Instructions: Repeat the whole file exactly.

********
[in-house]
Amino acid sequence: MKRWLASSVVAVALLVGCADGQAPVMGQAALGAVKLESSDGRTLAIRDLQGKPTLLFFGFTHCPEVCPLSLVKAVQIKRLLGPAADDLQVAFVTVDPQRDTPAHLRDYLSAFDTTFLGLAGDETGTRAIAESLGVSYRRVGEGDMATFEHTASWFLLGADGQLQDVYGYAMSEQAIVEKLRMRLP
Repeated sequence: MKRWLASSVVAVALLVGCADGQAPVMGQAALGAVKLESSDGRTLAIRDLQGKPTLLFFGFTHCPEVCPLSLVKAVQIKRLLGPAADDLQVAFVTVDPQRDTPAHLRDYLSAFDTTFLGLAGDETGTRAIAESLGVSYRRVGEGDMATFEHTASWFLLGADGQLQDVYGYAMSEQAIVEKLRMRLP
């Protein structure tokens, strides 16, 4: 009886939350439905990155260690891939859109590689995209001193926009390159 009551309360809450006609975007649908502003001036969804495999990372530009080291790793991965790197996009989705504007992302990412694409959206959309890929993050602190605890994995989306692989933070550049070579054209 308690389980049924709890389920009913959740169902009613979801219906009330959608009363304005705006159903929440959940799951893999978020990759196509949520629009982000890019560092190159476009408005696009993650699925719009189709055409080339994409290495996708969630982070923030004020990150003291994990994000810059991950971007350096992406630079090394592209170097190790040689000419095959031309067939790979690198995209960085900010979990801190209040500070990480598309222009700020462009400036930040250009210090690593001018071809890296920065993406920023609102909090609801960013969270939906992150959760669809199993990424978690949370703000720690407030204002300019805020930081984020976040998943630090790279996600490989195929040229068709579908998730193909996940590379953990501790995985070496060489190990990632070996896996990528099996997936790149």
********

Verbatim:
[in-house]
Amino acid sequence: MKRWLASSVVAVALLVGCADGQAPVMGQAALGAVKLESSDGRTLAIRDLQGKPTLLFFGFTHCPEVCPLSLVKAVQIKRLLGPAADDLQVAFVTVDPQRDTPAHLRDYLSAFDTTFLGLAGDETGTRAIAESLGVSYRRVGEGDMATFEHTASWFLLGADGQLQDVYGYAMSEQAIVEKLRMRLP
Repeated sequence: MKRWLASSVVAVALLVGCADGQAPVMGQAALGAVKLESSDGRTLAIRDLQGKPTLLFFGFTHCPEVCPLSLVKAVQIKRLLGPAADDLQVAFVTVDPQRDTPAHLRDYLSAFDTTFLGLAGDETGTRAIAESLGVSYRRVGEGDMATFEHTASWFLLGADGQLQDVYGYAMSEQAIVEKLRMRLP
């Protein structure tokens, strides 16, 4: 009886939350439905990155260690891939859109590689995209001193926009390159 009551309360809450006609975007649908502003001036969804495999990372530009080291790793991965790197996009989705504007992302990412694409959206959309890929993050602190605890994995989306692989933070550049070579054209 308690389980049924709890389920009913959740169902009613979801219906009330959608009363304005705006159903929440959940799951893999978020990759196509949520629009982000890019560092190159476009408005696009993650699925719009189709055409080339994409290495996708969630982070923030004020990150003291994990994000810059991950971007350096992406630079090394592209170097190790040689000419095959031309067939790979690198995209960085900010979990801190209040500070990480598309222009700020462009400036930040250009210090690593001018071809890296920065993406920023609102909090609801960013969270939906992150959760669809199993990424978690949370703000720690407030204002300019805020930081984020976040998943630090790279996600490989195929040229068709579908998730193909996940590379953990501790995985070496060489190990990632070996896996990528099996997936790149």